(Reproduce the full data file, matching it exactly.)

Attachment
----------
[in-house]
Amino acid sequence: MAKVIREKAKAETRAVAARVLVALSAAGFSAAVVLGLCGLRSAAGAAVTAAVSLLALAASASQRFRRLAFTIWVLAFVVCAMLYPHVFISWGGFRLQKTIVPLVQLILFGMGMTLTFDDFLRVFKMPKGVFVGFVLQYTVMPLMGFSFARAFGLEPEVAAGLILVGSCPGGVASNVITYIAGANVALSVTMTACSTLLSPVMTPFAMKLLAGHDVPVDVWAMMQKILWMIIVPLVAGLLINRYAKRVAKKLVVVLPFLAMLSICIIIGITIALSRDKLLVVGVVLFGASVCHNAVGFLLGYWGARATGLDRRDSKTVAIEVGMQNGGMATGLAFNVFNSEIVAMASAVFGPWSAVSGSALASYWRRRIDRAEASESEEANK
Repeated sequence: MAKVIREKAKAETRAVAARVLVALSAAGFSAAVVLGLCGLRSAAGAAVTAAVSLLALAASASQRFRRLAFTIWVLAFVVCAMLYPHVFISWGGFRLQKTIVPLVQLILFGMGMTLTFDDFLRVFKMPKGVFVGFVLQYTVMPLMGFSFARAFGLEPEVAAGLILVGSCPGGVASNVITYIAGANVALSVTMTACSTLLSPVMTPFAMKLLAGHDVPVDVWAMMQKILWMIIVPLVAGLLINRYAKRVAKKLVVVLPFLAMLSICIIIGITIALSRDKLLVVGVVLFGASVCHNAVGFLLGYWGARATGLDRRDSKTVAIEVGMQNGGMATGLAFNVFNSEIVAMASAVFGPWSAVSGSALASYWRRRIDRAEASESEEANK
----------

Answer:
[in-house]
Amino acid sequence: MAKVIREKAKAETRAVAARVLVALSAAGFSAAVVLGLCGLRSAAGAAVTAAVSLLALAASASQRFRRLAFTIWVLAFVVCAMLYPHVFISWGGFRLQKTIVPLVQLILFGMGMTLTFDDFLRVFKMPKGVFVGFVLQYTVMPLMGFSFARAFGLEPEVAAGLILVGSCPGGVASNVITYIAGANVALSVTMTACSTLLSPVMTPFAMKLLAGHDVPVDVWAMMQKILWMIIVPLVAGLLINRYAKRVAKKLVVVLPFLAMLSICIIIGITIALSRDKLLVVGVVLFGASVCHNAVGFLLGYWGARATGLDRRDSKTVAIEVGMQNGGMATGLAFNVFNSEIVAMASAVFGPWSAVSGSALASYWRRRIDRAEASESEEANK
Repeated sequence: MAKVIREKAKAETRAVAARVLVALSAAGFSAAVVLGLCGLRSAAGAAVTAAVSLLALAASASQRFRRLAFTIWVLAFVVCAMLYPHVFISWGGFRLQKTIVPLVQLILFGMGMTLTFDDFLRVFKMPKGVFVGFVLQYTVMPLMGFSFARAFGLEPEVAAGLILVGSCPGGVASNVITYIAGANVALSVTMTACSTLLSPVMTPFAMKLLAGHDVPVDVWAMMQKILWMIIVPLVAGLLINRYAKRVAKKLVVVLPFLAMLSICIIIGITIALSRDKLLVVGVVLFGASVCHNAVGFLLGYWGARATGLDRRDSKTVAIEVGMQNGGMATGLAFNVFNSEIVAMASAVFGPWSAVSGSALASYWRRRIDRAEASESEEANK